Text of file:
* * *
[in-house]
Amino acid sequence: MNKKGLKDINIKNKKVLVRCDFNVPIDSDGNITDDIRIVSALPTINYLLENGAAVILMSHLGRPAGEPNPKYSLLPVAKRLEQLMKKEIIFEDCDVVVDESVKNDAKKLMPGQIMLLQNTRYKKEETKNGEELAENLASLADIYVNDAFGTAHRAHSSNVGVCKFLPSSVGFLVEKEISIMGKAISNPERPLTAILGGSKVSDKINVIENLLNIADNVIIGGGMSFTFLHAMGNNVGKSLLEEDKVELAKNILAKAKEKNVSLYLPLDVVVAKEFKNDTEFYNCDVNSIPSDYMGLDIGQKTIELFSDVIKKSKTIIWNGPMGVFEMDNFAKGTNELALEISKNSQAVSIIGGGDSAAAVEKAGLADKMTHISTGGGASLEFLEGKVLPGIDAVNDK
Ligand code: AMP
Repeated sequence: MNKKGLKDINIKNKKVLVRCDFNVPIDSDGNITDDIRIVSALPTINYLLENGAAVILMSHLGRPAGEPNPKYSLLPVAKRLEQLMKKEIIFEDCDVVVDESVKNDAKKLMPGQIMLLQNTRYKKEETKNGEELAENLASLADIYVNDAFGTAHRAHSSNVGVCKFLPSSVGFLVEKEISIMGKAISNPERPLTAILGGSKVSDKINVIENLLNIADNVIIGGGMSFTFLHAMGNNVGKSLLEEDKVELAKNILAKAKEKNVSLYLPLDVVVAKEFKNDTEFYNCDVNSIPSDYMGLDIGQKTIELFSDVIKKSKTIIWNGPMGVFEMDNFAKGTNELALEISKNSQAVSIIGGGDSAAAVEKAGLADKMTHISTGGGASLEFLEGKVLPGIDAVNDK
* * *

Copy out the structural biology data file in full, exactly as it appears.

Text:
[in-house]
Amino acid sequence: MNKKGLKDINIKNKKVLVRCDFNVPIDSDGNITDDIRIVSALPTINYLLENGAAVILMSHLGRPAGEPNPKYSLLPVAKRLEQLMKKEIIFEDCDVVVDESVKNDAKKLMPGQIMLLQNTRYKKEETKNGEELAENLASLADIYVNDAFGTAHRAHSSNVGVCKFLPSSVGFLVEKEISIMGKAISNPERPLTAILGGSKVSDKINVIENLLNIADNVIIGGGMSFTFLHAMGNNVGKSLLEEDKVELAKNILAKAKEKNVSLYLPLDVVVAKEFKNDTEFYNCDVNSIPSDYMGLDIGQKTIELFSDVIKKSKTIIWNGPMGVFEMDNFAKGTNELALEISKNSQAVSIIGGGDSAAAVEKAGLADKMTHISTGGGASLEFLEGKVLPGIDAVNDK
Ligand code: AMP
Repeated sequence: MNKKGLKDINIKNKKVLVRCDFNVPIDSDGNITDDIRIVSALPTINYLLENGAAVILMSHLGRPAGEPNPKYSLLPVAKRLEQLMKKEIIFEDCDVVVDESVKNDAKKLMPGQIMLLQNTRYKKEETKNGEELAENLASLADIYVNDAFGTAHRAHSSNVGVCKFLPSSVGFLVEKEISIMGKAISNPERPLTAILGGSKVSDKINVIENLLNIADNVIIGGGMSFTFLHAMGNNVGKSLLEEDKVELAKNILAKAKEKNVSLYLPLDVVVAKEFKNDTEFYNCDVNSIPSDYMGLDIGQKTIELFSDVIKKSKTIIWNGPMGVFEMDNFAKGTNELALEISKNSQAVSIIGGGDSAAAVEKAGLADKMTHISTGGGASLEFLEGKVLPGIDAVNDK